Verification Jigs, the step not to skip when restoring multiple implants
Updated: Feb 5
The regular use of titanium and zirconia has presented an obvious problem to any clinician employing splinted implant prosthodontics. Cad Cam technology can help us to manufacture components that fit the cast perfectly, however the cast is not the ultimate recipient of the prosthetics, the patient is. In order to develop a more accurate master cast, we adjust our procedures from impression to cast fabrication to minimize imperfections. After all that is done, we need a way of checking the accuracy prior to committing time and resources to manufacture the restoration.
After the cast is made and we have employed all possible techniques to attain accuracy we make a verification jig to check our accuracy at this phase. There are many varations availble to accomplish this including GC resin and type IV gypsum. The technique I like to use is a 2 phase technique using UDMA resin (light cured tray material) and GC resin to create a rigid non-compromisable structure that is dimensionally stable yet still correctable. Made on the cast and tried in intraorally to verify passive fit. If a single implant is out of place the non-engaging component is sectioned out and an engaging component is attached in its place. This newly connected assembly is then used to alter and correct the cast.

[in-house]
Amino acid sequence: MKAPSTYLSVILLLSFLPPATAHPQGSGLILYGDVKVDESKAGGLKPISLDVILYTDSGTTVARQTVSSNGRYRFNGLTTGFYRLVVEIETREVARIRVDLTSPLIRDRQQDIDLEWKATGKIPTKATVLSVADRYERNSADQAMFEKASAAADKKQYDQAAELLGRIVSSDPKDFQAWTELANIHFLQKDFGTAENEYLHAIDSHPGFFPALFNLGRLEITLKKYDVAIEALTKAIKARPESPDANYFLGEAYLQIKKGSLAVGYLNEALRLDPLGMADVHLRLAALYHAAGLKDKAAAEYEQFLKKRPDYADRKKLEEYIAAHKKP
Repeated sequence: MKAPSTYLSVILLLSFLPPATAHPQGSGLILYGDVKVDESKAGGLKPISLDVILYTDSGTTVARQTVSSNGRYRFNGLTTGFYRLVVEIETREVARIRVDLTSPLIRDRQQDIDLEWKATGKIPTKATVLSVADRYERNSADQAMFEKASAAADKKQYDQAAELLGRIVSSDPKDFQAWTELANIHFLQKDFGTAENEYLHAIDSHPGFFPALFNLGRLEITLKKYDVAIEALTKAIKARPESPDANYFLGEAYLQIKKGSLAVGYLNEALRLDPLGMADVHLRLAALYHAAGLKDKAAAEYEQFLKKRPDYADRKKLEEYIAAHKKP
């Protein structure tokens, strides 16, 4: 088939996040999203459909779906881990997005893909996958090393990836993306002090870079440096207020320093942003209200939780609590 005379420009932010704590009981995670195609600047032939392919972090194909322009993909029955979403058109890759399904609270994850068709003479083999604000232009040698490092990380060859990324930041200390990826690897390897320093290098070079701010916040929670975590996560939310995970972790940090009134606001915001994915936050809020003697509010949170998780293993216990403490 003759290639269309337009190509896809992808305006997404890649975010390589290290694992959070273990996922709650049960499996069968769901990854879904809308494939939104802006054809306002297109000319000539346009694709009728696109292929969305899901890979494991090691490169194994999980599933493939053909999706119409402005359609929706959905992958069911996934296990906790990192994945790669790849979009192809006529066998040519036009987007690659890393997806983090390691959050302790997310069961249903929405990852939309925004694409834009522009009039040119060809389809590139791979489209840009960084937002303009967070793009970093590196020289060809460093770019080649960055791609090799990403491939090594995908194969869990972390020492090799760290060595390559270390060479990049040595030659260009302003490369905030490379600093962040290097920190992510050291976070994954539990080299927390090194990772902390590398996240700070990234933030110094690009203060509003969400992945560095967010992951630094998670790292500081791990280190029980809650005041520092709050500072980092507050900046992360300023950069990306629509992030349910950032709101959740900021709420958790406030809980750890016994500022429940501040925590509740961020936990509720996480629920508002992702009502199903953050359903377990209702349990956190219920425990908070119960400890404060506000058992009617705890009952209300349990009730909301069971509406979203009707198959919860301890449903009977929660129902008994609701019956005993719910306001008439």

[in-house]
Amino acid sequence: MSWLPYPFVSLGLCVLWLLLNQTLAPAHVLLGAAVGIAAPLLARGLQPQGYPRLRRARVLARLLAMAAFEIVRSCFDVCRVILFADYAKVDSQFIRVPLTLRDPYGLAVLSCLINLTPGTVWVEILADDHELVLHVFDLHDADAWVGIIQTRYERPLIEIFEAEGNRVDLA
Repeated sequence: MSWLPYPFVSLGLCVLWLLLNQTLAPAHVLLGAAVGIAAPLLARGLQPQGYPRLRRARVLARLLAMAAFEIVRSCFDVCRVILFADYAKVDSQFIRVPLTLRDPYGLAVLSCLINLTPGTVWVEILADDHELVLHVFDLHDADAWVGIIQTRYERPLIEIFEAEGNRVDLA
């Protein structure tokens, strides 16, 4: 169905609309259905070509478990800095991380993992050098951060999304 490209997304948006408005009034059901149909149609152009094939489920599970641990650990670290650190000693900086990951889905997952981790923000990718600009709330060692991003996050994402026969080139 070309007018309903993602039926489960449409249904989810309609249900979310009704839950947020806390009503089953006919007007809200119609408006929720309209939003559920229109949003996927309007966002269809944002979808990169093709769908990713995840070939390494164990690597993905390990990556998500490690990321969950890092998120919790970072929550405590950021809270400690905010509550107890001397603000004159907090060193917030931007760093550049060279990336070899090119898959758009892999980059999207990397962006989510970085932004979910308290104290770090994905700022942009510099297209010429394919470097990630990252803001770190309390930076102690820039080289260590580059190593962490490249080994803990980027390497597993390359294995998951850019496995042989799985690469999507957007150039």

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I am a master dental technician with training occlusion, esthetics ,ceramics, and removable prosthodondotics. I haves spent many years chair side involved with clinical aspects. I am always to discuss points of interest.